In terms of what work you should do, I strongly recommend to do something you are confident in. This stuff is hard enough so you need an edge. Also make it something you are interested in. This stuff is hard enough so you need some enjoyment. See. Multifactorial. Not f(x) versus f(t) but f (both). maximize, maximize. but each variable needs to be above average. Say above 7 on a 0 to 10 subjective. Don't let a 10 on one allow a 5 on the other.

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Well I'm just a grad student still but I did learn some things. You should not feel "wedded" to any particular choice before you get to know them well. At my program some entering students seemed set on working with some professor because he/she did cool research, but found out within a semester that the professor didn't do much to help students.

Here is what I think based on my own experiences: You want to have an adviser who you feel comfortable asking stupid questions to and who won't make you feel stupid.

You should get an adviser who is responsible and who has the time to meet with you on a regular basis. Some mathematicians are so busy that they don't spend enough time with their students.

Ideally the adviser is an authority on whatever subject you work on and has written papers in top journals. One possibility is to go on MathSciNet and see how many citations he/she has. This is not a perfect measure, though. If you are at a well-regarded research university, chances are that the faculty there are reputable.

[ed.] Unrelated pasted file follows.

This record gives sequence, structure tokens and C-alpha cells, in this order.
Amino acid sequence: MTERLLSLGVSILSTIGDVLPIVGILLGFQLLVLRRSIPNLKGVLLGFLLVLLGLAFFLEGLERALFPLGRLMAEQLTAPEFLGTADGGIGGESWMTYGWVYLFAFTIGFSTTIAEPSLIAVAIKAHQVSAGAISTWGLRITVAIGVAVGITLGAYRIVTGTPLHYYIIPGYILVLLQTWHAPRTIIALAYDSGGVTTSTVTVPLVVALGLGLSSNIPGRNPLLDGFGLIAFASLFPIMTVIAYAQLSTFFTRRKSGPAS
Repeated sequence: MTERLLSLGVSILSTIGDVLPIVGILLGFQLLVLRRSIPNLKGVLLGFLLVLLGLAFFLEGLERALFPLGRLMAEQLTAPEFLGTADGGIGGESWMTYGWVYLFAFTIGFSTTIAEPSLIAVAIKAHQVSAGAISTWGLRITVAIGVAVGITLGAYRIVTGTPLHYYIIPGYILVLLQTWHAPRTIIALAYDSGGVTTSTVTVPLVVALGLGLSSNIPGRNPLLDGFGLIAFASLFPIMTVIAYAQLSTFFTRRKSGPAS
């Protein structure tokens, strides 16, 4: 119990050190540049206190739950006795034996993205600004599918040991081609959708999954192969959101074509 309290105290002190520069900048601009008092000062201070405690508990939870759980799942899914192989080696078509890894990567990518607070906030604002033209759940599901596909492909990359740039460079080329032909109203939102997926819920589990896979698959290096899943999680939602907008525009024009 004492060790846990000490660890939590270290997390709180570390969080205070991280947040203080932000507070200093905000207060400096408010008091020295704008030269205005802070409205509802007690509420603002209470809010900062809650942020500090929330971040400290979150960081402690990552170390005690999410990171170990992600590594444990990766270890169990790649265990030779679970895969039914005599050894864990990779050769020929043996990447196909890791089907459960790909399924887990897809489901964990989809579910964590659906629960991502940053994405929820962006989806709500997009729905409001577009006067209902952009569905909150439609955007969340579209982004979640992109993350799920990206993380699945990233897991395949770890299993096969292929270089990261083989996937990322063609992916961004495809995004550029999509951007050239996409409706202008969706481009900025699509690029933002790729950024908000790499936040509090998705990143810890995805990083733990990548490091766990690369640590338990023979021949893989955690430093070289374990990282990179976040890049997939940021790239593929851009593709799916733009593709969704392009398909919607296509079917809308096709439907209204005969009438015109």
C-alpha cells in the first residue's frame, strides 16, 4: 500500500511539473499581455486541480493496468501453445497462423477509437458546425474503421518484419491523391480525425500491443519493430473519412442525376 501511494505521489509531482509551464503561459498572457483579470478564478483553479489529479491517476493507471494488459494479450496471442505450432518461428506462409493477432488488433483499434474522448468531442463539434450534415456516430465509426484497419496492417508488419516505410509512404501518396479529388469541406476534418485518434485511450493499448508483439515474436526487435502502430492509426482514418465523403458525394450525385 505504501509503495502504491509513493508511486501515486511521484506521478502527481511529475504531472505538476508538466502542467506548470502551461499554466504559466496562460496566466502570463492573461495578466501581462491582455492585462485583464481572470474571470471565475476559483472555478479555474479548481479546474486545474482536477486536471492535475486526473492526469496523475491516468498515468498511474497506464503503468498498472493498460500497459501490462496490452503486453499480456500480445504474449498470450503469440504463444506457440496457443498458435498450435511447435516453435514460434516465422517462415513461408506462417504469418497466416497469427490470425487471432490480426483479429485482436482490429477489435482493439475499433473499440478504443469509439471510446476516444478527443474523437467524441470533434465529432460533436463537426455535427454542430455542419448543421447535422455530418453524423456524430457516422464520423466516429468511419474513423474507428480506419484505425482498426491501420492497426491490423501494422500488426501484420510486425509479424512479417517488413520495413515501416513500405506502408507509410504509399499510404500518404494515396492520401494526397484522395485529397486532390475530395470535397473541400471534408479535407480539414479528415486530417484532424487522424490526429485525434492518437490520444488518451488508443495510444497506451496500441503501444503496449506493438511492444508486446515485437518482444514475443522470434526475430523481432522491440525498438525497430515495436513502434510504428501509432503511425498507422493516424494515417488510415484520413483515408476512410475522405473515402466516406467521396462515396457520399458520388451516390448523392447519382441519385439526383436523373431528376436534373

You want an adviser who will support you when you apply for jobs, academic or non-academic. Unfortunately this can be hard to tell. I know a former grad student who got a postdoc, in his words, "no thanks to my adviser." One thing you can do here is to see what a potential adviser's students wound up doing. If possible, talk to them.

Also, not to deter you, but this is just based on talking with other grad students from various parts of the country: It seems like lots of math PhD students are not very happy with their adviser. At conferences when I chat with other grad students, it is rare to hear a student feel very positive about their experiences. Many of them express frustration. It seems unusual to find someone who really checks off all the boxes.

  • Thanks. But then how come new students end up being phd students of those "professors who do complicated stuff"? They just went there in something they had no idea of? (I have an MS already and yet it's hard for me to imagine anyone knowing anything about those topics even with an MS) – Thomas Jan 28 at 0:18
  • You don't have to know what your future adviser does before you start the program. You take classes with them and say that you'd like to know more about what they do and if they are accepting students. Then you might do a reading course where you learn about some topic under that professor's supervision. Or a reading course with another professor. Meanwhile you ask students who had worked with other potential advisers for their opinions. Hopefully by the time you finish qualifying exams you will know. – user74089 Jan 28 at 0:31